Mountain Valley Recycling LLC is buying its sister company, NextLife LLC, and will open a second plastics recycling plant, this one in Sterling Heights, Mich., in the first quarter of next year.
I was looking to expand on the West Coast, but Michigan was very, very proactive and put together an attractive package, said Ronald Whaley, president and CEO of Mountain Valley. Michigan was extremely aggressive about getting us there.
MVR is based in Boca Raton, Fla., and in August opened a new plastics recycling plant in Frankfort, Ky., which replaced a now-shuttered plant in Morristown, Tenn.
In a Nov. 3 interview at Pack Expo in Chicago, Whaley said the Michigan Economic Growth Authority gave Mountain Valley a state tax credit of $5.1 million over the next seven years as an incentive. He said the most likely site for the plant will be a former Ford Motor Co. plant in Sterling Heights, which is roughly 280,000 square feet.
The Michigan plant, at full capacity, will have six recycling lines and the capacity to reprocess 90 million pounds of plastic the same profile as the company's Frankfort plant, according to Whaley, a former Solo Cup Co. executive who joined MVR in early 2009.
At capacity, the Michigan plant will employ roughly 300, he said the same number that Frankfort expects to employ at full capacity.
Whaley said the new plant represents an investment of $20 million, compared with the $9.5 million investment at Frankfort. The difference between the two is the dollar amount needed for equipment. Mountain Valley was able to move equipment from its shuttered Morristown plant into the Frankfort plant.
We are at about 30 percent of capacity right now at Frankfort, with two recycling lines up and running and 100-150 workers, Whaley said. Our expectation is that we will be at full capacity at Frankfort by the end of the year or sometime in the first quarter of next year.
Whaley also said Mountain Valley is continuing its site search on the West Coast and ideally would like to have the site nailed down next year. We have an aggressive growth strategy. But he added that the top priority right now is getting the Frankfort and Sterling Heights plants up and running.
The acquisition of NextLife, a consultant and advisory business that does life-cycle analysis and helps companies find sustainable solutions through the use of recycled resins, will be completed by the end of November, he said.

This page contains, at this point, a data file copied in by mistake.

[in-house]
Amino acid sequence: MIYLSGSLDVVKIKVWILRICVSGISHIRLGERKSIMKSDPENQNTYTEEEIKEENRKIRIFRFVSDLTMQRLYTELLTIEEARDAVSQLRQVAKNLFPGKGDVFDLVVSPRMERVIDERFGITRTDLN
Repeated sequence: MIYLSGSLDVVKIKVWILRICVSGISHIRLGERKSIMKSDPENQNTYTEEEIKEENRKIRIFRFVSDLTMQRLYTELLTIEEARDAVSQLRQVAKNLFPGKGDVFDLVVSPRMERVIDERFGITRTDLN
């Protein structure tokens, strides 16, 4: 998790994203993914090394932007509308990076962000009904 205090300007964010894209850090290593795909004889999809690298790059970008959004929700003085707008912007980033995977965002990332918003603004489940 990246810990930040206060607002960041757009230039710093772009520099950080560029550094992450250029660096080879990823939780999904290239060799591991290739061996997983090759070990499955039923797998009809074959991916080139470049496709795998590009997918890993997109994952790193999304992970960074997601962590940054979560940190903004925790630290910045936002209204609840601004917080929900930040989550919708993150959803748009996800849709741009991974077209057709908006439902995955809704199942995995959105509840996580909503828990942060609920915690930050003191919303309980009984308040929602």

There will be some management changes, Whaley said, without elaborating.
Currently, NextLife works with manufacturing partners such as Cascade Engineering Inc. of Grand Rapids, Mich., and Dell Inc. to create products such as ink cartridges, industrial pallets and aesthetic rain barrels from recycled resins. NextLife also has an agreement with Ciba Expert Services of Basil, Switzerland, with regard to life-cycle analysis work. Ciba is part of resin and chemical company BASF SE.
Whaley said he expects the acquisition of NextLife to further help Mountain Valley provide services to potential customers.
Their strength is their science. They are very good at helping people develop product campaigns based on science. We will now be better positioned to help our customers and provide turnkey solutions to consumer packaged-goods companies.
'We are excited about this acquisition because NextLife has established itself as a strong brand, Whaley said.
His aspirations, he said, are to help people better understand how they can be sustainable and understand the economic value and jobs that recycling brings to a community.
We are not your traditional recycler, he added, in that Mountain Valley wants to show people the good aspects of plastics when used responsibly.
We want to do this one customer, one municipality at a time and get people to take a different view of their own responsibility for plastics.
Investment firm Laser Partners GP LLC, also in Boca Raton, has been the majority owner of Mountain Valley since late 2009. Eric Weisman, co-founder and managing partner in Laser Partners, is also chairman of NextLife.